|Depression in family member|
Name: For my brother
I think my brother has a depression problem among many other problem he think he does not have. How I came to think this way? Here are issues; He thinks about killing himself. He stays at home often, weeks at time not going out. He does not have any friends, girl friend etc. He starts a job and quits often. He is running after money, like money will make him happy. He wants a girl friend who will understand him and listen to him. I hope he find her but till then he does not open up to me or anyone else. He thinks, I have hurt him by my words. I may have but not by intention. Sometimes he gets mad at my husband for giving him an advise, he would yell to my huband " butt out, this is our family". I know he does not mean bad but it hurts my husband but he seems to be understanding. I ask my brother for movie, coming over etc...he denies most of the invitations and stays inside his apt. I want to help and he would not let me. I think he should get depression help but how should I tell him without hurting him. He does not think rationally. I am worried a lot about him. Please help.
Making appropriate and effective interventions with a family member who may be depressed and in denial about it, is not easy. For now, he does come over to your place, or go out with you sometimes. That’s good. Make those contacts with you reinforce his desire to be outside his apartment, that is, worth it. He may be resisting your desire to help because you or your husband are coming on too strong. Keep away from advice. Encourage without lecturing. Take it slow in your responses, making sure you spend more time listening than advising. Fill your communication with your brother with both empathy and positive messages, both directly and indirectly. “You can get help”, “you deserve to be happy”, “I know you’re going through a rough time”, “I’m here for you”, etc. because these are voices he may not be able to speak to himself at this time.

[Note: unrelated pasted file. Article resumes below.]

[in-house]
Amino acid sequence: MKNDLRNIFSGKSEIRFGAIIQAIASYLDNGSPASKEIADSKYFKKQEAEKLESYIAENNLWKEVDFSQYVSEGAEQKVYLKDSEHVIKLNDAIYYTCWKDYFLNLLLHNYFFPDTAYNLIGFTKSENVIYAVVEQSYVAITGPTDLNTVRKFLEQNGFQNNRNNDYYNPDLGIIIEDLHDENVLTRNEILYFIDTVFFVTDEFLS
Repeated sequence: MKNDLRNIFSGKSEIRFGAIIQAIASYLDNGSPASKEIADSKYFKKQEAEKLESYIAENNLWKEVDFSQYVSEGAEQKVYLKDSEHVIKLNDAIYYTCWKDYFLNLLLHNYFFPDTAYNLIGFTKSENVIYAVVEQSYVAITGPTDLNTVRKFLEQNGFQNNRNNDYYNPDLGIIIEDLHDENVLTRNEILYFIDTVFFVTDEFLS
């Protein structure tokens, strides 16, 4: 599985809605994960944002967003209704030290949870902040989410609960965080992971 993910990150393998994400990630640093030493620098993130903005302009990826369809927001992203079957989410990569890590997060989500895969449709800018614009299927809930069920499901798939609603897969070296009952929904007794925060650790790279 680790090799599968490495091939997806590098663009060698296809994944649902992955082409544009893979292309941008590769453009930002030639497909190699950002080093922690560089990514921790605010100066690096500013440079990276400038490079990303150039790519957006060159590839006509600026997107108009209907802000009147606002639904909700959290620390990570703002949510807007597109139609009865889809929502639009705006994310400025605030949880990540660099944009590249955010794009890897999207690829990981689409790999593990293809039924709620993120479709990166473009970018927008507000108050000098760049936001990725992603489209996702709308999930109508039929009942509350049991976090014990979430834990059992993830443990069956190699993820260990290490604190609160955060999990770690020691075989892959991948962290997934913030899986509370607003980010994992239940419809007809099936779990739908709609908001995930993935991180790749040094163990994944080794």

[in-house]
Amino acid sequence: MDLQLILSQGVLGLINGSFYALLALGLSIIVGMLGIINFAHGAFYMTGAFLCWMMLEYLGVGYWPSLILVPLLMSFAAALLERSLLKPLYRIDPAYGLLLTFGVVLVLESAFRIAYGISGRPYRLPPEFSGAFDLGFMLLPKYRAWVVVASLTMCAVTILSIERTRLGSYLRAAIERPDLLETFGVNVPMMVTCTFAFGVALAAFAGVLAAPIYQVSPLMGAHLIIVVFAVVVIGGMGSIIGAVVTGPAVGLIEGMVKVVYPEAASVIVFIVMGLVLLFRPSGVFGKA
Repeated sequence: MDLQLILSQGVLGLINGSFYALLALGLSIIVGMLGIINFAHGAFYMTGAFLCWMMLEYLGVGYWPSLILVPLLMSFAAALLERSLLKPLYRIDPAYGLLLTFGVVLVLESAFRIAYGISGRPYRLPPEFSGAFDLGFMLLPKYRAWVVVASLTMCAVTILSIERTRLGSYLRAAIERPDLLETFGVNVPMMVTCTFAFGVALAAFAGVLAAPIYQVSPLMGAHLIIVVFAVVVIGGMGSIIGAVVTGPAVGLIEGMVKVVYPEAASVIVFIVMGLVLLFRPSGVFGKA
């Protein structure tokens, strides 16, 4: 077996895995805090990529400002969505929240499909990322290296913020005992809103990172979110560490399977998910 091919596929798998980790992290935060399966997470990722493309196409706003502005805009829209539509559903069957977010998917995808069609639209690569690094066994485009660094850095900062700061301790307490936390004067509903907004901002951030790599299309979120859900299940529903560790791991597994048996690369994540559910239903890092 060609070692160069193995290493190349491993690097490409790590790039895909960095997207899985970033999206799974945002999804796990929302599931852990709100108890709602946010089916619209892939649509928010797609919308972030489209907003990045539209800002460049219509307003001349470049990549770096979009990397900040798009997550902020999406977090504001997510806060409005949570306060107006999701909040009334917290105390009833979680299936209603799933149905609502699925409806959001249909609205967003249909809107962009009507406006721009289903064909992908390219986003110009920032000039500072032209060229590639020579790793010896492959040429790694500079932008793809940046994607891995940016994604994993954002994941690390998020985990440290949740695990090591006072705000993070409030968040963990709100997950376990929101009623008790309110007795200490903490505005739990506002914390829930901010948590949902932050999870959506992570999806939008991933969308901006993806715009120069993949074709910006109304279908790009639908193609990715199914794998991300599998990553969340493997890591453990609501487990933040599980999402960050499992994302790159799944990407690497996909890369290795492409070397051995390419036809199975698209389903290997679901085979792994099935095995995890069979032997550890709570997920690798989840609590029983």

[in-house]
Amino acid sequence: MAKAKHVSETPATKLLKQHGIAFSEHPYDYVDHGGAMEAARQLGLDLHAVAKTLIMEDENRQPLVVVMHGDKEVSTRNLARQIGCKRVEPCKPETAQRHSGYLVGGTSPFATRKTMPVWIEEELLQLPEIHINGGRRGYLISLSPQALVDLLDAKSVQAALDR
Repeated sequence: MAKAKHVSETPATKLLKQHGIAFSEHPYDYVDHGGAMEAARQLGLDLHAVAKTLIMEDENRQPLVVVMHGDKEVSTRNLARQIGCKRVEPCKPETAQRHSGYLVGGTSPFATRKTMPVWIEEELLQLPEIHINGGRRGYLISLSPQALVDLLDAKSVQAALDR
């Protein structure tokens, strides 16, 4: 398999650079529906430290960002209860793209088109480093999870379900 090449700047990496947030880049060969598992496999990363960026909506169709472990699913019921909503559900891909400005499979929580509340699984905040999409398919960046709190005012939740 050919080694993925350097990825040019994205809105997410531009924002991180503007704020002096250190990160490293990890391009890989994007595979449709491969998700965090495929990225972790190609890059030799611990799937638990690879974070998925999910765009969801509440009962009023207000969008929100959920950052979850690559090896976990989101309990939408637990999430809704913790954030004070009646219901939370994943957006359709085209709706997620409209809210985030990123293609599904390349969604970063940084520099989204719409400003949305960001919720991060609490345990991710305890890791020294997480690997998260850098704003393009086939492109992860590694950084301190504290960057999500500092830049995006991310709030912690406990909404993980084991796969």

Until that point, continue your invitations and expressions of concern. You may want to write him a letter or a card where you can express the deeper aspects of your care, without the possible awkwardness of face-to-face. I encourage you to get the rest of the family involved, so that you’re not carrying all this by yourself, and because of the combined power of more than one person reaching out to him.
Short of the direct suicide-prevention intervention, respecting his autonomy must dictate your course. He’s still free even to make bad choices, or choices you disagree with or disapprove of. In one sense, how he lives his life is none of your business. Remember, an invitation to a party has more persuasive power than a prescription. If you’re having a good life, then your invitation carries great magnetism for him to change. If you’re telling him how to live and judging him, that might decrease the chances of your having the effect you’d like to have. Balancing respect, concern, worry, loving confrontation, and letting go, make for tough waters to navigate--but you can do it!